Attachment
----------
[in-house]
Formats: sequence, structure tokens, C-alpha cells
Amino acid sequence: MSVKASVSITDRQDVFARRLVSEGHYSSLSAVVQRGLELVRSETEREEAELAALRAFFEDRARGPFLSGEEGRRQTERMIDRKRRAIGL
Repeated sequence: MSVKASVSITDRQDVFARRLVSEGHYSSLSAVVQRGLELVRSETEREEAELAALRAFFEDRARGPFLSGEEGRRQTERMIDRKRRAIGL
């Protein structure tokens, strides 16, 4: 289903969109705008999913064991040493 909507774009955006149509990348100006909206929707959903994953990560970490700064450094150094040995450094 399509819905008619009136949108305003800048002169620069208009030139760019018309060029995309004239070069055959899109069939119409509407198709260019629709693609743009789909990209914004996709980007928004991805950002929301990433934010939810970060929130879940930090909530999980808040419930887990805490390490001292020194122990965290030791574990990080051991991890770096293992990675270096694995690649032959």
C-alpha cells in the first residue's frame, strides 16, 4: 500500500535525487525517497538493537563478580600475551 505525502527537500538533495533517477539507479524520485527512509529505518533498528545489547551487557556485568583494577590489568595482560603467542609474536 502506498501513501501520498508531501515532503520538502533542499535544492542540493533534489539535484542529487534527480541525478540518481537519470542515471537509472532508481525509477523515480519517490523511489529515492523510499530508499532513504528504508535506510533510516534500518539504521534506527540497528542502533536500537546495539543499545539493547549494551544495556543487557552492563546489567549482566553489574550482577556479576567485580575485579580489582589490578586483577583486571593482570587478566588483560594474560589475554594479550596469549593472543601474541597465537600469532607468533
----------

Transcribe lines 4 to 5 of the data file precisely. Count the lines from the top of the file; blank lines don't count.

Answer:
Repeated sequence: MSVKASVSITDRQDVFARRLVSEGHYSSLSAVVQRGLELVRSETEREEAELAALRAFFEDRARGPFLSGEEGRRQTERMIDRKRRAIGL
């Protein structure tokens, strides 16, 4: 289903969109705008999913064991040493 909507774009955006149509990348100006909206929707959903994953990560970490700064450094150094040995450094 399509819905008619009136949108305003800048002169620069208009030139760019018309060029995309004239070069055959899109069939119409509407198709260019629709693609743009789909990209914004996709980007928004991805950002929301990433934010939810970060929130879940930090909530999980808040419930887990805490390490001292020194122990965290030791574990990080051991991890770096293992990675270096694995690649032959």